Thanks to its eminent history, Cabaret Voltaire, one of the most famous cabarets in Zurich, Switzerland, has survived a very long period of time. An establishment better known as the birthplace of Dada just turned 100, and everyone has been talking about it lately. However, regardless of the iconic past, its future is not very certain. It may sound hard to believe, but even with all the fame and the possible beneficial aspects of sight-seeing, the Cabaret actually has many troubles sustaining itself and lacks financial independence.
The annual rent is around CHF315 000, but that’s not all – the added costs of running the place is CHF500 000. These expenses were mostly covered by the Swiss government, however in 2008 a right-wing party interfered and opposed municipal funding for the place. The government still helps the Cabaret, but it also faces big problems because of that. Apparently, and it’s also very logical when you think about it, Dada is not really the type of image that the conservative corporate leaders want. “Dada was born here, but it’s not very Swiss”, says Adrian Notz, the director of the Cabaret. Sponsorship from the famous Swiss watchmaking brand Swatch was also withdrawn. Therefore it was eventually up to the Cabaret itself to maintain the balance, and to somehow cope with the financial issue. They counted on their popularity, and made money from renting the space, running a shop and a café, but it seems like that’s not enough to secure the future of Cabaret Voltaire.
In cases like this, it usually so happens that private investors buy the place and turn it into luxury apartments or something similar that brings almost guaranteed profit. In 2002, this was actually a threat for the Cabaret, however a group of Neo-Dadaists saved the place by occupying it and organizing “constant happenings” inside. The idea came from Mark Divo, who says that he wanted to breathe life into the almost forgotten historical venue. For several weeks, the place was full of musicians, artists and cheery young people, both the locals and guests from abroad. Thanks to this idea and action, the spirit of this place was revitalized for some period of time, and the Cabaret eventually reopened in 2004.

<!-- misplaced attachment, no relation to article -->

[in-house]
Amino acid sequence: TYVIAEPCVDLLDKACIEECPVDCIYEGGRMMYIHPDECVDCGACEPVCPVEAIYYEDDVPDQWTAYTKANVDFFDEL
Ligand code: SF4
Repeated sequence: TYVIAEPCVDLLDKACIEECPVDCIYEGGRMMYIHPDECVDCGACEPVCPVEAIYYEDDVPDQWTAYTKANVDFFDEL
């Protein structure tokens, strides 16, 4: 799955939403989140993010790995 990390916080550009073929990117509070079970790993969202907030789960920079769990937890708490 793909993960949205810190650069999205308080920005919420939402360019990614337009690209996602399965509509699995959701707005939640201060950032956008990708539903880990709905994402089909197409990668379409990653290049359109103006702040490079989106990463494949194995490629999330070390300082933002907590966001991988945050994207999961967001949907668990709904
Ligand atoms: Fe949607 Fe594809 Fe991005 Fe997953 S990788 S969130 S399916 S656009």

Today, Cabaret Voltaire is in crisis again (but it seems like it is simply in the nature of the place - after all it has been closed and reopened so many times in the past). Yet, there is a brand new idea on how to preserve the Cabaret. It is probably somehow inspired by Dadaism’s centenary, and it comes from the Swiss artist Kerim Seiler. Basically, what he suggests is that the establishment should be bought by a wealthy art-lover. And not as a place, or piece of architecture that requires some kind of adaptation - but as a living sculpture, or to be a bit cheeky with words, a ready-made. This means that the buyer would have to pay around CHF 13 million for Cabaret Voltaire, but also to have enormous respect for Dada and to treat it accordingly. “You would not buy a Van Gogh, cut it up and make a carpet out of it, because you know it’s an art work. In the same sense, you would not want to change anything in Cabaret Voltaire.”, said Adrian Notz.
Reality check: The cabaret is currently owned by the insurance company Swiss Life, however whether they want to sell the cabaret or not is unknown to the public, and their statements, according to The Art Newspaper, don’t sound very promising.
Nevertheless, if by any chance you somehow sense that this is a bit crazy or, to be more careful with words, idealistic, let’s not forget that there are certain enthusiasts who fall in love with art so badly that they indeed do the most incredible things (especially if they are rich). Also, Switzerland does actually invest in culture. To cite Notz once again: “It would be nice to offer the sculpture as a living space for artists who would run the house and run it as a slightly more international meeting place.[…] The art market is currently so crazy, that it might actually work”. If we choose to express this idea differently, and refer to the proposal as making a residence for artists rather than “buying a living sculpture”, it probably sounds more probable. We wish them the best of luck, in any case!
Featured images: Cabaret Voltaire in Zurich, source: Flickr. All images used for illustrative purposes only.
Read Other Interesting Stories
Andrew Woolbright reviews the Might Delete Later exhibition at Essex Flowers, now available as an online exhibition, and its relations to Dada in times of Coronavirus.
Ever wondered which Robert Rauschenberg artwork carries the title of the artist's most expensive one? See his very best Silkscreen Paintings and Combines.